Steven Kurlander: The election may be over, but not for Donald Trump


With at least three months to go, the mainstream press (once again) is writing the obituary of GOP nominee Donald Trump’s bid for the White House.

Trump has lately endured withering criticism on a number of fronts: The controversy continued over his sarcastic remarks about the bereaved parents of a killed Muslim American soldier who spoke against him at the Democratic convention. President Obama, among others, called him “unfit” to be president. A number of Republican candidates and donors across the nation were expressing bootstrap angst about Trump’s impact on GOP campaigns or were just endorsing Hillary Clinton (and Bill too). Even his wife’s erotic lesbian poses as a young model were front-page news in New York.

All that, in turn, was being touted as the beginning of the end of his campaign.

The BBC News item “Trump campaign teeters on the brink” began by stating: “Like a boxer on the ropes, the Trump campaign has weathered a flurry of body blows over the past few weeks. Is this the beginning of the end, a full three months before Election Day? Should Donald Trump throw in the towel before the inevitable November knockout?”

But Donald Trump’s campaign — and his political revolution too — is far from being kaput. It’s just wishful thinking by a press and political establishment that hates him and all he stands for to mark Trump’s downfall.

It’s a regrettable failure to recognize the potency and Teflon durability of Trump’s ShockReality brand of politics (see my article last August: “Donald Trump “phenomenon” defines new age of American ShockReality politics”).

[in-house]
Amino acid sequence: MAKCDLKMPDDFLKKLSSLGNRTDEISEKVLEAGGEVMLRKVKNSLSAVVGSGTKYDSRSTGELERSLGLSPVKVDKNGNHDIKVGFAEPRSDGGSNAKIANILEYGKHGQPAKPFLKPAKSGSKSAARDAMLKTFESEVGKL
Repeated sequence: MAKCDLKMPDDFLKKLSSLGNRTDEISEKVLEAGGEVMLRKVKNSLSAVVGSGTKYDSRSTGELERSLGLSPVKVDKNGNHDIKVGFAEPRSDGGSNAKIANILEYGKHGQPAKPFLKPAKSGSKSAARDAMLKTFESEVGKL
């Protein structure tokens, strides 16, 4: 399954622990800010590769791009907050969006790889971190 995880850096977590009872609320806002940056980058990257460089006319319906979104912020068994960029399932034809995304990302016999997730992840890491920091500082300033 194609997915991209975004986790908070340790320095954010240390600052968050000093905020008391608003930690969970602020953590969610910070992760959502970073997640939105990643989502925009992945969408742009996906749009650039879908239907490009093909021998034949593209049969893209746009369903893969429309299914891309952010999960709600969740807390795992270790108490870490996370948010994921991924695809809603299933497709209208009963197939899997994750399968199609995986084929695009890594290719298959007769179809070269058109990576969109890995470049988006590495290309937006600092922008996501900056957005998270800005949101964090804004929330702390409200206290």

Beating conventional wisdom, Trump is the anti-politician who has a knack for connecting at a rudimentary level to a majority of Americans by bombastically exploiting their frustrations with their politically correct and inept government and politics.

According to plan, Americans continue to be bombarded daily with incredulous negative articles and continuous talking heads bemoaning him — but they all have Donald Trump on their lips and in their headlines.

So, as it was during his primary run, bad news is good news for Trump — his focus continues to be that Americans solely hear his name and that news is made by his politically incorrect tweeting and speeches.

Here’s another epic mistake made by his opponents: You can’t begin to analyze the race between Trump and Clinton (and Bill too) like past contests for the White House.

This is a presidential campaign far from being like any other — and one that will change American politics forever.

Forget what any poll says. Unless they are leftover teabaggers, many of those supporting Trump (especially Democrats) will never admit to a biased pollster, much less even best friends or family members, that they will be secretly voting for Trump, or against Clinton (and Bill too), in November.

The reality of the 2016 campaign is that a good majority of Americans have already decided who they are voting for, or against, for president. And they are not changing their minds, no matter what.

It’s the Election of Dissatisfaction, pure and simple.

As absurd as it is, Donald Trump can and will continue to test the boundaries of decency and truth to win the votes a majority of angry Americans — that strategy will, in turn, win him the needed votes in the Electoral College in both critical battleground — and what were once traditional red and blue — states too.

The best thing the mainstream press can do at this point if they gleefully want to write the Trump campaign obituary is to starve the fire-breathing proverbal dragon by not overindulging, or even reporting, on Trump’s hyperbolic messaging and behaviors.

The fewer the Trump headlines and talking points, the better for both entrenched Republicans and Hillary Clinton (and Bill too).


Steven Kurlander blogs at Kurly’s Kommentary ( and writes for and The Huffington Post and can be found on Twitter @Kurlykomments. He lives in Monticello, New York.


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